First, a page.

presides over the inauguration of Soaking WET, a new series at the
West End Theater, 263 West 86th Street. As director of WET's first
dance company in residence, Parker said, "It has been my intention
to use some of my weeks there to produce artists who inspire me.
This time I'm sliding our stage under the capable feet of choreographers
Mary Barnett, Sara Hook, Rachel Lynch-John/Kathryn Tufano, Dixie
FunLee Shulman and Amber Sloan."
His mission, Parker
told the DI, is "to bring together esthetically diverse choreographers
of various levels of experience in order to break down some of the
barriers between various kinds of contemporary work. I hope to strike
interesting sparks here. All the choreographers (except Rachel Lynch-John)
have worked as dancers with me. I'm starting from the inner circle
and moving out one ring at a time. Because my own dance language
has so many sources (tap, historic modern, pomo, Cunningham, Cecchetti
ballet, Flamenco, folk, toe-tap) I've ended up knowing a lot of
dancers and choreographers that might not otherwise find themselves
in the same spaces."
At $5 a pop, the ticket
price, Parker pointed out, is "user-friendly" and, taking a page
from Bill Graham, "everyone who attends gets a cookie." Soaking
WET runs tonight through Sunday at 8 p.m. For more information,
please call 212-337-9565.
Speaking of bang for your buck, also $5 for admission, and no doubt
worth every cent, is this weekend's Women's Solo Performance Series
at the Asian American Writers' Workshop, 16 West 32nd Street. Denise
Uyehara inaugurates the series tonight at 7 with "Big Head," which
contrasts the experience of Japanese-Americans incarcerated by the
government during World War II with the treatment of those the Bush
government would label suspected terrorists. On Friday, Maura Nguyen
Donohue, a contributor to this publication, performs "SKINning the
surFACE: SOLO," which, says Donohue, "uses the 1987 Amerasian Homecoming
Act between Vietnam and the US as a springboard into a heated exploration
of the bi-racial body and its personal and political repercussions."
And Dawn Akemi Saito wraps up this heady weekend Saturday with "Blood
Cherries," reviewed here by Peggy H. Cheng. For more info, please call 212-494-0061.
Speaking of strong women, the good news is that dancing Balanchine's
"Four Temperaments" tonight at the Sydney Opera House will be the
Australian Ballet principals Simone Goldsmith, Lynette Wills, Lucinda
Dunn and Nicole Rhodes . The bad news is the patronizing tone towards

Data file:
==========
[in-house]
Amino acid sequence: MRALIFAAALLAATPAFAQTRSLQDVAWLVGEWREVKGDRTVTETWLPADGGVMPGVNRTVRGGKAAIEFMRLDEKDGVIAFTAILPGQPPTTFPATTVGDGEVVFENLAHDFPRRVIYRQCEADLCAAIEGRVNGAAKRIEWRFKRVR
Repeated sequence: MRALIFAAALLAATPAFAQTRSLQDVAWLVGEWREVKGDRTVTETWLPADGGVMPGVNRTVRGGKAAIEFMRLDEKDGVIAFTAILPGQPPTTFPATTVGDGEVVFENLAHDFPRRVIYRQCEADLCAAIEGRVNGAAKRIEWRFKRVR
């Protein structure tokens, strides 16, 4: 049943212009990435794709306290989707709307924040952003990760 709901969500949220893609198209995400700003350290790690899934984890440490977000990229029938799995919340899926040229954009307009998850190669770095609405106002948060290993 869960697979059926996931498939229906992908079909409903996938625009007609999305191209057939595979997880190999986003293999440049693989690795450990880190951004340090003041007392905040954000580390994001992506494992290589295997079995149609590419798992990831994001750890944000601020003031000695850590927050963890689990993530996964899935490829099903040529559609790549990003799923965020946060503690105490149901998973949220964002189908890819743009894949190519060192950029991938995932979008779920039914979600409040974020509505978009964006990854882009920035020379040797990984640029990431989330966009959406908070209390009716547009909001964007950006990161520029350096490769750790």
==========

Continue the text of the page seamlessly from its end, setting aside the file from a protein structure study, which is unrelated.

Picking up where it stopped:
the dancers in today's Sydney Morning Herald report on the occasion.
"Pointes of difference set aside as four (sic) primas go toe to
toe," announces the headline, in which reporter Sharon Verghis assures
us that "the newest principal, Wills, is keen, too, to puncture
any perception of rivalry. 'You learn so much from each other. If
someone is finding it a bit difficult, and you have a little secret
on how to do it better, you let them know.'" Um, perception by whom?
Even raising the question is an insult to professionals who have
trained for this moment since they were three years old. Had the
news concerned stars in Tap Dogs, I doubt the paper would have given
the story quite the same slant.
Speaking of ballerinas and other dancers in the news, despite what
you might have read recently in another publication, women dancers
at the Paris Opera Ballet are not required to retire at age 40.
According to an Opera spokesman, both women and men have the option
to retire at 40 and start receiving their pension; at 42, dancers
of both sexes are required to step down.
Speaking of false alarms, and as long as we're in Paris, this past
Saturday night they set fire to the Canal. If you've seen the film
released in the U.S. as "Amelie," you know the Canal St. Martin
as the place where Amelie's parents dump her rebellious goldfish.
Well, all along the canal, giant metal sphere-shaped frames draped
with wire baskets which contained flowerpot torches were floated
out into the water, and the flowerpots set aflame. Under the bridge
near the rue Lancry -- this would be where "Amelie" goes to skip
stones and solve tout le monde's problems -- a three-accordion band
was pressed by a crowd of young people, all in their twenties on
average, singing and dancing to standards from the 1930s. The U.S.
equivalent would be if they lit up The Lake in Central Park and
a crowd of twenty-somethings danced around it singing Woody Guthrie songs. Except, not having studied the
lyrics in school (unless you went to Rooftop School) as French kids
learn the lyrics to chansons (from all cultures), no one would know
the words to most of the songs. And I suspect we'd never get past
the fire codes. "What? Float torches on The Lake? You'd set it on
fire!" "Can't start a fire...." Have a great rest of the week and
week-end, dance insider -- however you light yours.